By Andreas Hale
Once upon a time, Adrien Broner was being prepped as boxing’s next big pay-per-view draw. The brash kid from Cincinnati had all the makings of a talent who could be a huge breakout star once Floyd Mayweather and Manny Pacquiao retired. After blitzing the super featherweight and lightweight divisions, Broner was riding high. His personality often became his greatest enemy that prevented fans from truly latching on. But, then again, being a heinous villain has always cashed bigger checks than being a hero.
In the midst of his rise, it became increasingly noticeable that Broner’s focus wasn’t always on boxing. Whether it be flushing money down the toilet in a video or a rap career that never really got off the ground, Broner’s attention was divided. And for someone with great talent, his commitment to his craft didn’t seem to be as firm as his dedication to being a personality.
We all know what happened next. A loss suffered at the fists of Marcos Maidana was deemed forgivable by many considering the weight jump and the fact that he refused to stay down despite the mauling by the Argentinean. A second loss to Shawn Porter where he did next to nothing until scoring a knockdown in the 12th round had many believing that maybe it was mental. The expected improvements for a talent of his caliber never happened. He remain flat footed and destined to potshot his opponents rather than put his punches together. Maybe it was an adjustment he couldn’t make. Maybe he wasn’t that good? Perhaps his outside of the ring transgressions finally caught up with him. Even still, he was a four-division world champion. The fact that he was talented enough to accomplish that feat said a lot. Regardless of what we though of his personality outside of the ring, Broner’s ability was still head and shoulders above many. He just needed to put it together.
And then the Mikey Garcia fight happened. Garcia would win a unanimous decision and Broner sought to land one big shot while Garcia piled up points. The 117-111, 116-112 and 116-112 scores may have been generous considering that some scored it a shutout. It was apparent that Broner hadn’t made changes to his approach four years after the Maidana loss. The blueprint was out on Broner. At the age of 28, maybe he’d never improve. Maybe this was it.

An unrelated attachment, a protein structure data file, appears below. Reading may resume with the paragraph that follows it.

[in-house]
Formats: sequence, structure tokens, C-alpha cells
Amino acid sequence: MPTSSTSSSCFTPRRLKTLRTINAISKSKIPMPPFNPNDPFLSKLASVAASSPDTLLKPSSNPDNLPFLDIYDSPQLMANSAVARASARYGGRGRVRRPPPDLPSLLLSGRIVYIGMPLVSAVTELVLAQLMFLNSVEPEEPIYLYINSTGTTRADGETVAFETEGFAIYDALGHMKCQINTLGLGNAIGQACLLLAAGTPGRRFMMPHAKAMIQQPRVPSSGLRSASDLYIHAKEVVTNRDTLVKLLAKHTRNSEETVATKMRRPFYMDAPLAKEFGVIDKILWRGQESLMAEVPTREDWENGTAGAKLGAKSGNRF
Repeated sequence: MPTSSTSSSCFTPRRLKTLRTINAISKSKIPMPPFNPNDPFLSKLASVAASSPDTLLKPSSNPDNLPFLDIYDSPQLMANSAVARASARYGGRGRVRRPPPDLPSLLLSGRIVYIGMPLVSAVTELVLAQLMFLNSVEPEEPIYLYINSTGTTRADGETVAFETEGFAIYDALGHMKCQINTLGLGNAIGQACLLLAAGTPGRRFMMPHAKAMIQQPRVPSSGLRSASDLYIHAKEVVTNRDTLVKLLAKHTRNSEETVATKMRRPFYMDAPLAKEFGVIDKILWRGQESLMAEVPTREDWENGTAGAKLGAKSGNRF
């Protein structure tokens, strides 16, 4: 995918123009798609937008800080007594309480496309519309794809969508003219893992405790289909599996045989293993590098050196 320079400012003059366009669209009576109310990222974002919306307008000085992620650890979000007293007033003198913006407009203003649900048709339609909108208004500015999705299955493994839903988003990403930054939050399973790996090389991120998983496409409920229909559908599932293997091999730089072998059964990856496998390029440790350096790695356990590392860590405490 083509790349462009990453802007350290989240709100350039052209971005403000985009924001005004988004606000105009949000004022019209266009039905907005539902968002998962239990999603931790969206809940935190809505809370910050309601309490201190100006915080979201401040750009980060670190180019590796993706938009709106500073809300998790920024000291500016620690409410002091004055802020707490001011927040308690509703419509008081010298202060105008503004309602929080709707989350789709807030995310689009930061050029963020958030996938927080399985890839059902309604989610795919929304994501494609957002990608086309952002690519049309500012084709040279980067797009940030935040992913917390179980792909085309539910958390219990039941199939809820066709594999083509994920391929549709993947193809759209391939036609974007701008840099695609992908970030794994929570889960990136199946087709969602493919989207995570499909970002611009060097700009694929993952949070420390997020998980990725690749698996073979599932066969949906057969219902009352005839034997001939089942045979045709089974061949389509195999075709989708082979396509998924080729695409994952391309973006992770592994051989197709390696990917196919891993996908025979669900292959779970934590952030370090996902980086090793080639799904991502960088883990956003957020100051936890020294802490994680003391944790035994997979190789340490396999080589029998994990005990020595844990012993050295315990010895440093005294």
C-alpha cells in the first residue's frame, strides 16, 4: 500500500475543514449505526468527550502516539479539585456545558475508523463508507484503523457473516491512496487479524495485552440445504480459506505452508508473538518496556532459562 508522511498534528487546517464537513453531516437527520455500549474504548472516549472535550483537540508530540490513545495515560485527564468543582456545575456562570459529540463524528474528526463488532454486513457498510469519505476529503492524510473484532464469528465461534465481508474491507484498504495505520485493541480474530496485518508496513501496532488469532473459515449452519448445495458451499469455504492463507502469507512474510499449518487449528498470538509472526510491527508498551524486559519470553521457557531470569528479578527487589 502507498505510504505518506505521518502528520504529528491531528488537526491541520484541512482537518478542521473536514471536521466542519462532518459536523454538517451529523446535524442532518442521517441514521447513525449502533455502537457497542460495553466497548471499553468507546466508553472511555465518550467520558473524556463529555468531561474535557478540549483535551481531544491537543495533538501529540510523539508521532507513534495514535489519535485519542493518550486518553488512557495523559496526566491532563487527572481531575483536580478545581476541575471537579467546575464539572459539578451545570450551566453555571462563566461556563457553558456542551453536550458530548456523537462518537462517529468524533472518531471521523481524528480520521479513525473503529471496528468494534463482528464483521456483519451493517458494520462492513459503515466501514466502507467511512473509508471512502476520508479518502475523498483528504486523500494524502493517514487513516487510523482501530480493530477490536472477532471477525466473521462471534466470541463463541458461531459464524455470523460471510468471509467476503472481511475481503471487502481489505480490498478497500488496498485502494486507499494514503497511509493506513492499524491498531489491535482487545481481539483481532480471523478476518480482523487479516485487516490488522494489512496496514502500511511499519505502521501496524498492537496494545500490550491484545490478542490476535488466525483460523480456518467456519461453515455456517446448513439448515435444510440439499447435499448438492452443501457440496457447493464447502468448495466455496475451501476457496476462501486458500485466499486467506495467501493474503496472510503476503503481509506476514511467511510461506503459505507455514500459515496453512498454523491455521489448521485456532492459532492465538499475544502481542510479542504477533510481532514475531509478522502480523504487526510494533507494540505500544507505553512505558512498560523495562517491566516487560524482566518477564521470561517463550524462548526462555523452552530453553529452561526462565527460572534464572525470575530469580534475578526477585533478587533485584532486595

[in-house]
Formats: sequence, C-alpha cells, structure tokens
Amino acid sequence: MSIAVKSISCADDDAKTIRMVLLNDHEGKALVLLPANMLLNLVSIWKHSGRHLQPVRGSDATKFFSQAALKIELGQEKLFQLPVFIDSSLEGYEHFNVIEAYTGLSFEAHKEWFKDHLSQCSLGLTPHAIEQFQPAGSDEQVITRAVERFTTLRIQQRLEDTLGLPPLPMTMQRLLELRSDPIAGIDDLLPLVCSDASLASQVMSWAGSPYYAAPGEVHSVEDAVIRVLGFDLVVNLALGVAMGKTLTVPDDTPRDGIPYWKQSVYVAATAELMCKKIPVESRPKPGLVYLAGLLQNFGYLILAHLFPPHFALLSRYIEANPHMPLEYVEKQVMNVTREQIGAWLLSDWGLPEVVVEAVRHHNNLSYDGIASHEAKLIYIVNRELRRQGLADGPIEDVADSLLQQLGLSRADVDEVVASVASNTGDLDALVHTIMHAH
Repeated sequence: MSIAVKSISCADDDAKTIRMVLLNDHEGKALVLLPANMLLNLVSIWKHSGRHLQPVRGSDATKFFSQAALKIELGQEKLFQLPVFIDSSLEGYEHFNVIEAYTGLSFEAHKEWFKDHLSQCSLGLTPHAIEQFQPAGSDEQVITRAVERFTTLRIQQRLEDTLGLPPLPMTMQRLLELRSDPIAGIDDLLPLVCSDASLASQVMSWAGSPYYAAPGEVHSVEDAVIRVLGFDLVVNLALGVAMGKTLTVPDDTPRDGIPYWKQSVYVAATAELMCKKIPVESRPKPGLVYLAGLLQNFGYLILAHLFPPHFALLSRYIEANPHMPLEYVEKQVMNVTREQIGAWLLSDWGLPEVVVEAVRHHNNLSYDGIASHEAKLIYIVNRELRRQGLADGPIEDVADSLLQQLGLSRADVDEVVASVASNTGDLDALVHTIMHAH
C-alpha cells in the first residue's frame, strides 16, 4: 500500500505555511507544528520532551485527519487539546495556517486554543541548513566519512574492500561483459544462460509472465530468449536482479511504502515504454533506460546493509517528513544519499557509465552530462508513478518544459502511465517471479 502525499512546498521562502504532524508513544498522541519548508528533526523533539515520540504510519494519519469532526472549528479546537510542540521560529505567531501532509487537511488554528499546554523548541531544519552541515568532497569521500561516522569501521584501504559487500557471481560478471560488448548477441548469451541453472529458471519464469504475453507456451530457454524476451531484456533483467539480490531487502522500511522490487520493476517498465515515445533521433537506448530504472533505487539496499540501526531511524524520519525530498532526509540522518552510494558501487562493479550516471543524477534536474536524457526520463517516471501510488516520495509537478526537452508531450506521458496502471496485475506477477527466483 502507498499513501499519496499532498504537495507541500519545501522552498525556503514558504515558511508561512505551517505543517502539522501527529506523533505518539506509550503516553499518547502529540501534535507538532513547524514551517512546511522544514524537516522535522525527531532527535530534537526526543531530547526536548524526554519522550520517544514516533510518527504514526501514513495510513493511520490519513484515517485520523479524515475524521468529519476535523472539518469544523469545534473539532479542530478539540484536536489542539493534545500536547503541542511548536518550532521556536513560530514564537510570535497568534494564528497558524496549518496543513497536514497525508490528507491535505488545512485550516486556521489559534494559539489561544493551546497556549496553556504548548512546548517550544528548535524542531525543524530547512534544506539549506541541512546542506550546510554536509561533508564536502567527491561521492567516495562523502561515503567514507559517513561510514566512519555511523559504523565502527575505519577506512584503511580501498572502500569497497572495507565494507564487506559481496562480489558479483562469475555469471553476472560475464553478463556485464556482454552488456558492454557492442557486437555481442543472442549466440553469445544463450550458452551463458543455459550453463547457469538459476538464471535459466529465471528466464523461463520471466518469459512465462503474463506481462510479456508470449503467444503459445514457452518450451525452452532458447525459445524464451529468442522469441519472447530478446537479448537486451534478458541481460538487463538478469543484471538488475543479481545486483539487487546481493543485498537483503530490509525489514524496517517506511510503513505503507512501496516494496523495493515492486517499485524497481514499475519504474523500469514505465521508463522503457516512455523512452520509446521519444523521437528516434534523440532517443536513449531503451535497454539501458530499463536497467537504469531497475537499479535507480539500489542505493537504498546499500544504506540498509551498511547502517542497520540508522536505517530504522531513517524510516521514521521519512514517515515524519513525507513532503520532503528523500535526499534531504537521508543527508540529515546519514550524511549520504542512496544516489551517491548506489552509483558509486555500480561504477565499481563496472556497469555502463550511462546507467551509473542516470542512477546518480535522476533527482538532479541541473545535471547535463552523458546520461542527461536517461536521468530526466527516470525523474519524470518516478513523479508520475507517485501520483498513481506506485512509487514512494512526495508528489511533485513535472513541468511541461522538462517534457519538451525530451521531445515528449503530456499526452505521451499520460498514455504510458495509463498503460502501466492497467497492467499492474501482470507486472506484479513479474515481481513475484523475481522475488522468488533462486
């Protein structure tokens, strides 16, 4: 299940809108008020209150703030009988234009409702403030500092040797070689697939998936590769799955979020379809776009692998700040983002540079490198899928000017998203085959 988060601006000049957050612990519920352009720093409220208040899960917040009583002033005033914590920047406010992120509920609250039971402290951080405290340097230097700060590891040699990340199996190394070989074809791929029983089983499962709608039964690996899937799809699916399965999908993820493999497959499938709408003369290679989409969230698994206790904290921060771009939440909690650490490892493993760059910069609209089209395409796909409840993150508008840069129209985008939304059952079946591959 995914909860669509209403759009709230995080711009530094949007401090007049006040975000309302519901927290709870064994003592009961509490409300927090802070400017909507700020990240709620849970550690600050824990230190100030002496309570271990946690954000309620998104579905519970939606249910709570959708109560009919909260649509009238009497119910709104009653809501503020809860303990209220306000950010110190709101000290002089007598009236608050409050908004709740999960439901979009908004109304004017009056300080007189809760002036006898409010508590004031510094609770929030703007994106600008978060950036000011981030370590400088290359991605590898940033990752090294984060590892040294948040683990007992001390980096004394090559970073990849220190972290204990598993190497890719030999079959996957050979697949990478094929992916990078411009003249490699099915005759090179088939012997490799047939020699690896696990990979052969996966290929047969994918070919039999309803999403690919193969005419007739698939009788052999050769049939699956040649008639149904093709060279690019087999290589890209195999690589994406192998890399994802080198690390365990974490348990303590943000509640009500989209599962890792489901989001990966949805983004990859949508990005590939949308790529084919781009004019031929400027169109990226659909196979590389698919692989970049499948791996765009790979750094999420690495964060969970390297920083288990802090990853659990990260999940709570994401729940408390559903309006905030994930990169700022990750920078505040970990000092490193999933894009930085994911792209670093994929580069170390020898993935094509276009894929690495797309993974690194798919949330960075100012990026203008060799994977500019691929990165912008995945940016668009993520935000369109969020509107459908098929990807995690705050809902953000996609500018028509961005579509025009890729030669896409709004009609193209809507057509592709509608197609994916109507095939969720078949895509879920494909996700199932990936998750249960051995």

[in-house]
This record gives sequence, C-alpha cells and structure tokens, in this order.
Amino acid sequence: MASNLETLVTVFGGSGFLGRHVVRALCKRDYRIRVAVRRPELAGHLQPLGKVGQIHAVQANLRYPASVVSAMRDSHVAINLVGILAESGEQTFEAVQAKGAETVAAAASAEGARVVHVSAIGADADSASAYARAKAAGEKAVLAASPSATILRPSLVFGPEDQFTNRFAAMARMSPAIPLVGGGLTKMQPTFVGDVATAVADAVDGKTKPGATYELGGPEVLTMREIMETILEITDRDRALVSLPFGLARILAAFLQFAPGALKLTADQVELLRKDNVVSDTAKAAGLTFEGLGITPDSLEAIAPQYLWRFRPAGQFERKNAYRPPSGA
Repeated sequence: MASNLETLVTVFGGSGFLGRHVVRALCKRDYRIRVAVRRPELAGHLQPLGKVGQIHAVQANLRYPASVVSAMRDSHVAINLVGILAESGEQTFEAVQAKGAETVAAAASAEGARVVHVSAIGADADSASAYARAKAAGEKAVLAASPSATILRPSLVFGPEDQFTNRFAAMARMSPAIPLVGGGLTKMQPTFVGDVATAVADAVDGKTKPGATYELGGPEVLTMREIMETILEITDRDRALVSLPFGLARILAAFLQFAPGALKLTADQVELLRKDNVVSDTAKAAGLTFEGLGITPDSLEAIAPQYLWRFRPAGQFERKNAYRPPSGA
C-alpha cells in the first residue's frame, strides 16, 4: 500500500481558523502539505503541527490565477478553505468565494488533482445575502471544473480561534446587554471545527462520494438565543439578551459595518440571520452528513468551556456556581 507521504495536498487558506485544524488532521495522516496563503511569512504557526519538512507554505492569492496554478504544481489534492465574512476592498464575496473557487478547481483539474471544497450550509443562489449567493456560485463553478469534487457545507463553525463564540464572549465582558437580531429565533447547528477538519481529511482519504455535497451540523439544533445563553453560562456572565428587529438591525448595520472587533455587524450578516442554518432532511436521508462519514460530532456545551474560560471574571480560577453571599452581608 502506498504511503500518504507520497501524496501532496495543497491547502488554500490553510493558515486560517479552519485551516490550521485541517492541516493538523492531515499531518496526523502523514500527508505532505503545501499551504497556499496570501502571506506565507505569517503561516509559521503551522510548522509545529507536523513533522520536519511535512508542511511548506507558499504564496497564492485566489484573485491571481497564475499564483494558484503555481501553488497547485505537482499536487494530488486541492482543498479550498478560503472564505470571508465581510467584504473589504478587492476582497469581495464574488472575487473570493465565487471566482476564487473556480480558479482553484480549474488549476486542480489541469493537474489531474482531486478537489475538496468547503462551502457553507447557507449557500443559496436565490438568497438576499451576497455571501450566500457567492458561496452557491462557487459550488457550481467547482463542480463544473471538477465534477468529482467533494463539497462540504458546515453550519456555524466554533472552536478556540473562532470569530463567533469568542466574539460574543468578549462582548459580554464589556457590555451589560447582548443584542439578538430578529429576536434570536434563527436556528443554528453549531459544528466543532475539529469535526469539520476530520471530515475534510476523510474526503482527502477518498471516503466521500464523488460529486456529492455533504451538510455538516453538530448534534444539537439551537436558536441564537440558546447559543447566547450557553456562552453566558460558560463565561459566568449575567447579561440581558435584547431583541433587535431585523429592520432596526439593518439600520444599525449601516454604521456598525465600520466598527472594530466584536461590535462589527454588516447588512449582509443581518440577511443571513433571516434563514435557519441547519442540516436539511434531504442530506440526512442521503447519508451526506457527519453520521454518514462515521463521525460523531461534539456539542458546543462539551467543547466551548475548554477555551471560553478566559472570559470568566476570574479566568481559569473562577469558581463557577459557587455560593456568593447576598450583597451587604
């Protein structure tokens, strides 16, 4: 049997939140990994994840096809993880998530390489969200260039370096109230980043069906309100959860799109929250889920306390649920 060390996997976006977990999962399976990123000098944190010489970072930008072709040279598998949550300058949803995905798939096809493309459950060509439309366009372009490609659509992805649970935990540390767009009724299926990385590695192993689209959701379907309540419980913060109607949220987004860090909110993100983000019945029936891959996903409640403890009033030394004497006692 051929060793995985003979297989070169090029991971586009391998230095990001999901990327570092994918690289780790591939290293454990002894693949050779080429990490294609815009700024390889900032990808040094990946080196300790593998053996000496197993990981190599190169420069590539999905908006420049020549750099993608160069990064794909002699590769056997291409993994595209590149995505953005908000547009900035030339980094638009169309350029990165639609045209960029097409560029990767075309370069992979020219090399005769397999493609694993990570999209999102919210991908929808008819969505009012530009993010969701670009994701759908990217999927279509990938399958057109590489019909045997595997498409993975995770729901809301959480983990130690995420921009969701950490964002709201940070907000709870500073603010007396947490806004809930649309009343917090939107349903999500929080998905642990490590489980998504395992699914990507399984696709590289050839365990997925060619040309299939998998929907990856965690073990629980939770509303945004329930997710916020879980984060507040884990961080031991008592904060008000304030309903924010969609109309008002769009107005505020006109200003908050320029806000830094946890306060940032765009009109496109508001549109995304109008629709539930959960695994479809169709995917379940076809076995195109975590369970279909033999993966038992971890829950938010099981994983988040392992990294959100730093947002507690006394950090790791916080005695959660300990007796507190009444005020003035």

Well, it appears that Adrien Broner will have one last stand as a contender before he’s relegated to being an opponent. All signs point to Broner (33-3, 24 KOs) facing Omar Figueroa (27-0-1, 19 KOs) next Spring. Broner, of course, is coming off of the Garcia loss while Figueroa completely ran over Robert Guerrero last July and sent him into retirement. It’s not yet known what weight the fight will take place at.
Broner is being positioned as a step up in competition for Figueroa. But, interestingly enough, both fighters are 28 with careers going in opposite directions. Figueroa has been through bouts of inactivity and injuries, but has looked impressive with his fan friendly style. It’s a high volume punch output with little regard for defense. It could be the perfect style for Broner to get himself back on track, as long as he isn’t determined to sit and wait for openings to throw punches, like he normally does.
“The Problem” simply cannot afford to lose or else it will be a problem for his career. After so much promise early, the partying, run-ins with the law and overall lack of focus on improving have finally caught up with him. He’s at a crossroads in his career where he’s going to have to figure out how to improve. Whether it be Broner moving on from longtime trainer Mike Stafford or re-dedicating himself to his craft, something drastic has to be done before Broner finds himself as a recognizable name that up and comers fighters can put on their resume.
At this stage in his career, Broner has nobody to blame but himself. In previous fights, he’s mentioned the fact that he’s refocusing and not allowing outside drama to interfere with his craft. However, we’ve seen nothing to suggest that this is true. Or, Broner is in a place where he cannot improve. The tools that got him this far will be the exact tools that he’ll retire with.
It’s going to be interesting to see how we remember Adrien Broner when he closes the book on his career. We’ve seen fighters like Zab Judah admit that they took their craft far too lightly after it was too late. Broner is in that same boat where he has some things to fix before he ends up being remembered as a “could have been.”
The fight with Figueroa will likely be Adrien Broner’s last stand. How we remember him may hinge directly with what transpires in that ring.